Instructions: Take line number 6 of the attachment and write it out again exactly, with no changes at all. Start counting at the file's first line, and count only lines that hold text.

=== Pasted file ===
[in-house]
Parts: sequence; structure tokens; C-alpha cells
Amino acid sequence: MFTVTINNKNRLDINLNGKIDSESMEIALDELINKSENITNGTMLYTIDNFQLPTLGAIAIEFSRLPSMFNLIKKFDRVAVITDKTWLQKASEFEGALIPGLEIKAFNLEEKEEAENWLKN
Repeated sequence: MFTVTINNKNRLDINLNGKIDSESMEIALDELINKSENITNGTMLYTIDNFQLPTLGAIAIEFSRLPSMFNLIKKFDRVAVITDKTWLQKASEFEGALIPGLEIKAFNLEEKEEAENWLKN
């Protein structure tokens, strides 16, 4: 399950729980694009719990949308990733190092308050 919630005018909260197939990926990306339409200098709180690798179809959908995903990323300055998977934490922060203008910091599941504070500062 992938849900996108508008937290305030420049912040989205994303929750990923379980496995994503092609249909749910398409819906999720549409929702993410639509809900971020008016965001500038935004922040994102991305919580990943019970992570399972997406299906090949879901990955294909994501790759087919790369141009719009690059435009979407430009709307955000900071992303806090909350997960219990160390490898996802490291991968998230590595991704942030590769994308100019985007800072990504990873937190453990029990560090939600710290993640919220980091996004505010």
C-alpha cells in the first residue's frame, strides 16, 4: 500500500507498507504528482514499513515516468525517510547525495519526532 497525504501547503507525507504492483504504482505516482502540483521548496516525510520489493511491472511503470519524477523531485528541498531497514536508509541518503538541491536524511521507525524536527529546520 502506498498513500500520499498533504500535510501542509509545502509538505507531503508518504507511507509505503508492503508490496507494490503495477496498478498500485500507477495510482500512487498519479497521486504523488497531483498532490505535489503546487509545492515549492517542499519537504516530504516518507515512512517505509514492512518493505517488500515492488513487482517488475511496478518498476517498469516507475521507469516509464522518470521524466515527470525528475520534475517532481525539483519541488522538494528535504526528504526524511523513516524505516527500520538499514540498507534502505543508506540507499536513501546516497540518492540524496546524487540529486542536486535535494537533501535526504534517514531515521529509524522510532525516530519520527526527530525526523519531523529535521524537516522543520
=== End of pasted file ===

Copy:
C-alpha cells in the first residue's frame, strides 16, 4: 500500500507498507504528482514499513515516468525517510547525495519526532 497525504501547503507525507504492483504504482505516482502540483521548496516525510520489493511491472511503470519524477523531485528541498531497514536508509541518503538541491536524511521507525524536527529546520 502506498498513500500520499498533504500535510501542509509545502509538505507531503508518504507511507509505503508492503508490496507494490503495477496498478498500485500507477495510482500512487498519479497521486504523488497531483498532490505535489503546487509545492515549492517542499519537504516530504516518507515512512517505509514492512518493505517488500515492488513487482517488475511496478518498476517498469516507475521507469516509464522518470521524466515527470525528475520534475517532481525539483519541488522538494528535504526528504526524511523513516524505516527500520538499514540498507534502505543508506540507499536513501546516497540518492540524496546524487540529486542536486535535494537533501535526504534517514531515521529509524522510532525516530519520527526527530525526523519531523529535521524537516522543520